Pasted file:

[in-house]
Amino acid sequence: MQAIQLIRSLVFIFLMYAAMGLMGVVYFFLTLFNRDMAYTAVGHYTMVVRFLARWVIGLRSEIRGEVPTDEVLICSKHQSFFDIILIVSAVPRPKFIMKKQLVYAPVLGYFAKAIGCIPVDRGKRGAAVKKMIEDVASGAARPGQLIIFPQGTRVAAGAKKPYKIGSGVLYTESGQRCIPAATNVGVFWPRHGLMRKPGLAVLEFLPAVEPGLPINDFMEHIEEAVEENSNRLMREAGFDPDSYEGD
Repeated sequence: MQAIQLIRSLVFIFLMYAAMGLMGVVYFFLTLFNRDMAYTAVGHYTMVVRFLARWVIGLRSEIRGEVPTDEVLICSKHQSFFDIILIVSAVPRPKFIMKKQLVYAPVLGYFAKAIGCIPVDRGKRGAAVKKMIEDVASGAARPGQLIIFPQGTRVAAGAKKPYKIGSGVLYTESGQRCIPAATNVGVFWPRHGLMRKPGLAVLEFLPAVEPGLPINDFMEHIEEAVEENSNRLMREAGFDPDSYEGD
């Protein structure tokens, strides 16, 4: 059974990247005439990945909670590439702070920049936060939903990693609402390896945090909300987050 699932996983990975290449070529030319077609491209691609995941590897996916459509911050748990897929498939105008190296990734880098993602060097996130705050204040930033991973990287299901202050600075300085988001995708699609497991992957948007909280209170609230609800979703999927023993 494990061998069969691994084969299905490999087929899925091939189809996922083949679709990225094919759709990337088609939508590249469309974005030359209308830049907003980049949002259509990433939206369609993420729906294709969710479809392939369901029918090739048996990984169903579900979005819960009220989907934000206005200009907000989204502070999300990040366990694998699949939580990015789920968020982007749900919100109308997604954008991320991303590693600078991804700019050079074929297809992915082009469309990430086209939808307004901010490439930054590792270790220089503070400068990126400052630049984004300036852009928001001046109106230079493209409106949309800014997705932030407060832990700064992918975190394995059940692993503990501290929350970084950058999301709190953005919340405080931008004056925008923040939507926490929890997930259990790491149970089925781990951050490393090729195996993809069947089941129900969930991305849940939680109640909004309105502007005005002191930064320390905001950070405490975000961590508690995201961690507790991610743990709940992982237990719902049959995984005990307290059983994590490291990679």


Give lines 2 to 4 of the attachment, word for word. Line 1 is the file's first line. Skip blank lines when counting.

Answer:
Amino acid sequence: MQAIQLIRSLVFIFLMYAAMGLMGVVYFFLTLFNRDMAYTAVGHYTMVVRFLARWVIGLRSEIRGEVPTDEVLICSKHQSFFDIILIVSAVPRPKFIMKKQLVYAPVLGYFAKAIGCIPVDRGKRGAAVKKMIEDVASGAARPGQLIIFPQGTRVAAGAKKPYKIGSGVLYTESGQRCIPAATNVGVFWPRHGLMRKPGLAVLEFLPAVEPGLPINDFMEHIEEAVEENSNRLMREAGFDPDSYEGD
Repeated sequence: MQAIQLIRSLVFIFLMYAAMGLMGVVYFFLTLFNRDMAYTAVGHYTMVVRFLARWVIGLRSEIRGEVPTDEVLICSKHQSFFDIILIVSAVPRPKFIMKKQLVYAPVLGYFAKAIGCIPVDRGKRGAAVKKMIEDVASGAARPGQLIIFPQGTRVAAGAKKPYKIGSGVLYTESGQRCIPAATNVGVFWPRHGLMRKPGLAVLEFLPAVEPGLPINDFMEHIEEAVEENSNRLMREAGFDPDSYEGD
């Protein structure tokens, strides 16, 4: 059974990247005439990945909670590439702070920049936060939903990693609402390896945090909300987050 699932996983990975290449070529030319077609491209691609995941590897996916459509911050748990897929498939105008190296990734880098993602060097996130705050204040930033991973990287299901202050600075300085988001995708699609497991992957948007909280209170609230609800979703999927023993 494990061998069969691994084969299905490999087929899925091939189809996922083949679709990225094919759709990337088609939508590249469309974005030359209308830049907003980049949002259509990433939206369609993420729906294709969710479809392939369901029918090739048996990984169903579900979005819960009220989907934000206005200009907000989204502070999300990040366990694998699949939580990015789920968020982007749900919100109308997604954008991320991303590693600078991804700019050079074929297809992915082009469309990430086209939808307004901010490439930054590792270790220089503070400068990126400052630049984004300036852009928001001046109106230079493209409106949309800014997705932030407060832990700064992918975190394995059940692993503990501290929350970084950058999301709190953005919340405080931008004056925008923040939507926490929890997930259990790491149970089925781990951050490393090729195996993809069947089941129900969930991305849940939680109640909004309105502007005005002191930064320390905001950070405490975000961590508690995201961690507790991610743990709940992982237990719902049959995984005990307290059983994590490291990679």